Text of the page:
Anyway, do you use elderberries? What do you like to do with them? And, do you bother picking off the dried flowers?

Photo courtesy of Jonathan Billinger.


Mary said...

Wow, talk about a blast from the past. We use to take old pillow cases with us and pick elderberries along the railroad tracks. We made pies (very seedy) and elderberry jelly by boiling the berries in water and then letting them slow drip out of the same pillow sacks into a big pot. Add sugar and pectin and you have jelly.

meg- grow and resist said...

Jealous! I need an elderberry source. Many of my memories of my grandparents were tied to Elderberry wine and elderberry jelly. My grandpa was a winemaker and grandma the jelly maker. They hosted daily Wine Time at their place and let us have homemade wine coolers (elderberry wine/7-up was my fave).
The jelly is still my favorite.

Hazel said...

I made elderberry cordial last year, using this recipe
The cloves are in it as a preservative, but we really enjoyed the flavour- very wintry/Christmassy.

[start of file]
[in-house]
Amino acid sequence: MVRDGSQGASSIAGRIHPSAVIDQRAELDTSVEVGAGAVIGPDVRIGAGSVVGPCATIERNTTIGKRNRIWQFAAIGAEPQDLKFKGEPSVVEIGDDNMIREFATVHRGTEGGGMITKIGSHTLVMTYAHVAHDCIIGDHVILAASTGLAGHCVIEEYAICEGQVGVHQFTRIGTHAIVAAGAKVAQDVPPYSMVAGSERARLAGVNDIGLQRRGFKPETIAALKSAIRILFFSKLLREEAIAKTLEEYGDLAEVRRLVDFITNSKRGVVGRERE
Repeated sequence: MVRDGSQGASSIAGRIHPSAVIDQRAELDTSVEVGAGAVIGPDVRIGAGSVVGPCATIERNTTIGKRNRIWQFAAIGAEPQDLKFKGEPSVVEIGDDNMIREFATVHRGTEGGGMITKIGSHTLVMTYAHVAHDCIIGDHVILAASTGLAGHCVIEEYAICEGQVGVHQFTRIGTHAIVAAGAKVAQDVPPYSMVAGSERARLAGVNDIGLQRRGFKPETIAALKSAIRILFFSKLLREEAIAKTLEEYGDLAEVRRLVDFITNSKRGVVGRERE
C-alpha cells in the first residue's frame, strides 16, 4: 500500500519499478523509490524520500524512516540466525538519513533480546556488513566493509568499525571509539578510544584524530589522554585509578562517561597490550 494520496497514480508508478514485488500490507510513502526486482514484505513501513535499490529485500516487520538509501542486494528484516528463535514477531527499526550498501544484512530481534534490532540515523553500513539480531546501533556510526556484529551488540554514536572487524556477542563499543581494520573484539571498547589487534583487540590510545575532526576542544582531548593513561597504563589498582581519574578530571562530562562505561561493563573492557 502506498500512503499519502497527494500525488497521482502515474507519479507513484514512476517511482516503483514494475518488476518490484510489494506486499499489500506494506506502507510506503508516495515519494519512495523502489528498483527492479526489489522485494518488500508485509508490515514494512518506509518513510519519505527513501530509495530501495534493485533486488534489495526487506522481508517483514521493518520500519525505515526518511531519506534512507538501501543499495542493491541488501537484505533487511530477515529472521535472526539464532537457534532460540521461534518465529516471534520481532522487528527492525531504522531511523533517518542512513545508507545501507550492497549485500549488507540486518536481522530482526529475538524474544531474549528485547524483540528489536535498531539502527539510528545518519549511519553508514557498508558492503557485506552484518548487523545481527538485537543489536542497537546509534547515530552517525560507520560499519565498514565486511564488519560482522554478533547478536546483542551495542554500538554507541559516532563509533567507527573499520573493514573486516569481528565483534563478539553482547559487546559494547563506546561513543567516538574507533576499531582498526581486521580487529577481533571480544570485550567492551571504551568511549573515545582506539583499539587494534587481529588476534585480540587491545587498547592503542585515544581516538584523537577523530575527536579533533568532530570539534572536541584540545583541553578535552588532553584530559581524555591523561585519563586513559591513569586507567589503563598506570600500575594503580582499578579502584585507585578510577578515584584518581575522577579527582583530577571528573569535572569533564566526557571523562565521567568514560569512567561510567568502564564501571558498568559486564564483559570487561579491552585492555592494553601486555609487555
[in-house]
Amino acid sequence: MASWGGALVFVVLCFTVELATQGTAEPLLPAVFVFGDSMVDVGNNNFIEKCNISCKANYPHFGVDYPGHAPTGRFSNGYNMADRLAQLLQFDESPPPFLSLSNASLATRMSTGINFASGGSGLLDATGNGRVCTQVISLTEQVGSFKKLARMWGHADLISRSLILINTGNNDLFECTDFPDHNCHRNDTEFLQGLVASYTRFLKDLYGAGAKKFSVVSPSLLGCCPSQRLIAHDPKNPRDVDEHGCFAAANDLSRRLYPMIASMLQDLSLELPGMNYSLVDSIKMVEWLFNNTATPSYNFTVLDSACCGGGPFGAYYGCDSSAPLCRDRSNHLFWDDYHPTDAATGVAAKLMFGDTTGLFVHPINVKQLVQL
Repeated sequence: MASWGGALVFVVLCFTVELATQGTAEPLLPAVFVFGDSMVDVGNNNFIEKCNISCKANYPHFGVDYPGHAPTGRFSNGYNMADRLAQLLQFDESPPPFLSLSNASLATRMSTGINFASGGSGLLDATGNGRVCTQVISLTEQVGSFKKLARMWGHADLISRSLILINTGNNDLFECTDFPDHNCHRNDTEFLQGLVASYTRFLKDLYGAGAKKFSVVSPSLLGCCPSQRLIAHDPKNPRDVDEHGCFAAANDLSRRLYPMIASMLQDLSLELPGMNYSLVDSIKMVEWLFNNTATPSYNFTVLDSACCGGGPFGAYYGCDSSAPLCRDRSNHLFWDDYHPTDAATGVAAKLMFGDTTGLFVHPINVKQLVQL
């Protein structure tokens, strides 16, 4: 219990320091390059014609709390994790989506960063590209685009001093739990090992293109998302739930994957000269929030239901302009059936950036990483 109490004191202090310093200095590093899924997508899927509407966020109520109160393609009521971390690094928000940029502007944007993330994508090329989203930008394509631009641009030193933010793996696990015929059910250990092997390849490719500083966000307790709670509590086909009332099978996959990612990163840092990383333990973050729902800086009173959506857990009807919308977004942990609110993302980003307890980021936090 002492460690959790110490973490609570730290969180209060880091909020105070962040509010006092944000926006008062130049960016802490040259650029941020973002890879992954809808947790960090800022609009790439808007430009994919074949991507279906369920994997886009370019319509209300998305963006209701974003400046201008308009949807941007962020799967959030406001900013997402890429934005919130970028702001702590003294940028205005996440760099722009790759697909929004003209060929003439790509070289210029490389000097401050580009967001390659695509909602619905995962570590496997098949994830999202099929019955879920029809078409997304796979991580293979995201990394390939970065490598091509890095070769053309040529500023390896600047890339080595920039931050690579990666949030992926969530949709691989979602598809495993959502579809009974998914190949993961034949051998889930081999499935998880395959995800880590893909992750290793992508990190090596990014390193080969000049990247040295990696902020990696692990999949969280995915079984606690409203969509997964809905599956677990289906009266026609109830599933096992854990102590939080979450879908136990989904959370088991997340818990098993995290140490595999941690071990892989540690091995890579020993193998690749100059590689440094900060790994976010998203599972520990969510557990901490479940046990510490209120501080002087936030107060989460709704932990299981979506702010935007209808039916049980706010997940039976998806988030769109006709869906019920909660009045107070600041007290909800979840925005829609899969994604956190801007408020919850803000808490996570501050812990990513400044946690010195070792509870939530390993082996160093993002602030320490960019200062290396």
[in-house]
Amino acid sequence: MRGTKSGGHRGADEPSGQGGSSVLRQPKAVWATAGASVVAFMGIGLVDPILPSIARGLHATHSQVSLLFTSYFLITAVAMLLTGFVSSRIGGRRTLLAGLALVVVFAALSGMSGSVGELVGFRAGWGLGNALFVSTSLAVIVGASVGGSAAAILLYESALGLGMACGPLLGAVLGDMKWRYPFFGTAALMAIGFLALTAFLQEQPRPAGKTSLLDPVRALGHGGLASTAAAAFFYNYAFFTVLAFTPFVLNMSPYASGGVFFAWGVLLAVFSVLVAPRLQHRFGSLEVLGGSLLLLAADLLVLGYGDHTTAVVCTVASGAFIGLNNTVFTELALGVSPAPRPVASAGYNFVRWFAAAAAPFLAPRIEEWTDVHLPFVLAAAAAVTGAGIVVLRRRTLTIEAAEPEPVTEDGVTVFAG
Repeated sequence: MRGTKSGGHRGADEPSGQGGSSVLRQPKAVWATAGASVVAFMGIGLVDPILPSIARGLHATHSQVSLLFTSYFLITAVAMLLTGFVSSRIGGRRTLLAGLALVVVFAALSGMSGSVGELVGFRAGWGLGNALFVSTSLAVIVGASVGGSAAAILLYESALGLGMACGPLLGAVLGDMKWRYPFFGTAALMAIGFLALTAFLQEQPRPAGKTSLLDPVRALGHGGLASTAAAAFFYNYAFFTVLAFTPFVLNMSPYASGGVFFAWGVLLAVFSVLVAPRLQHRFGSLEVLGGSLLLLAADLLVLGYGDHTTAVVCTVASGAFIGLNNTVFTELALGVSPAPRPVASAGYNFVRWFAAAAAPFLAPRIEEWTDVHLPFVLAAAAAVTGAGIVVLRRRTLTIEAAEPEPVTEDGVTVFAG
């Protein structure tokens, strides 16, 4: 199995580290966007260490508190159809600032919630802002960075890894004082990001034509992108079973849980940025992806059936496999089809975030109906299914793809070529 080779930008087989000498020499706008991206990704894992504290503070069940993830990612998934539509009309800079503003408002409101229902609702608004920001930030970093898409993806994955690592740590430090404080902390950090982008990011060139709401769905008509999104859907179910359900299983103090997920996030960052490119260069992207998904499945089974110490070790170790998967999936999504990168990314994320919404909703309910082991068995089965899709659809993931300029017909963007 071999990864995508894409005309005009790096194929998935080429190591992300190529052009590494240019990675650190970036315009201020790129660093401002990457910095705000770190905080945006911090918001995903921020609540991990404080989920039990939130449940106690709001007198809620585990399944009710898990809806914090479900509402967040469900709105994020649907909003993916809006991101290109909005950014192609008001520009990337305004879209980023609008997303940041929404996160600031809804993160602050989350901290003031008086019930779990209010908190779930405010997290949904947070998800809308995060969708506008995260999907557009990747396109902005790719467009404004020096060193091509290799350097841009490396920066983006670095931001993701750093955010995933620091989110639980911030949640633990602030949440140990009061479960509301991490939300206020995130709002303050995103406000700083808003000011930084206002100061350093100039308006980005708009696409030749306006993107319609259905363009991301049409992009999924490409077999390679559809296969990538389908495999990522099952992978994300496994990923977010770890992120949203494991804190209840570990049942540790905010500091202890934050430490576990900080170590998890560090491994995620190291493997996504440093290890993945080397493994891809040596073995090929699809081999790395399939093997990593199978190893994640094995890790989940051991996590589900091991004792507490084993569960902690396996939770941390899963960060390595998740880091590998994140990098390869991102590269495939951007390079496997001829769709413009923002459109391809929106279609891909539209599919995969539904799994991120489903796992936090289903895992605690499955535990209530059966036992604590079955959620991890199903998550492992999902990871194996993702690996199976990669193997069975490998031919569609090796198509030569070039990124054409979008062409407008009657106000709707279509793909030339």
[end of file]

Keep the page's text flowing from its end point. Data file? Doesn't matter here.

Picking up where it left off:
The children loved it to drink with hot water, so I'm going to have to make much more of it this year.

I also have plans for Elderberry wine.

CitricSugar said...

We don't have elderberries around here, much to my dismay. I remember visiting friends in England though, who made elderFLOWER cordial. I suppose there are uses from the flower, then, as well as the berries.

Kate said...

I put some elderberry juice in with pears to make a jam with *unbelievable* color last year. It tasted delicious too, sort of indefinably spicy. It's a lot of work, working with elderberries. I wouldn't bother with dried flowerheads clinging to the berries; I spend time and effort on removing as much stem as possible.

This year I'm making a medicinal with elderberries and lemon verbena leaf in 100 proof vodka. I'll use it as part of my regimen at the earliest moment I suspect I'm coming down with something. Will definitely be adding some sugar to it though.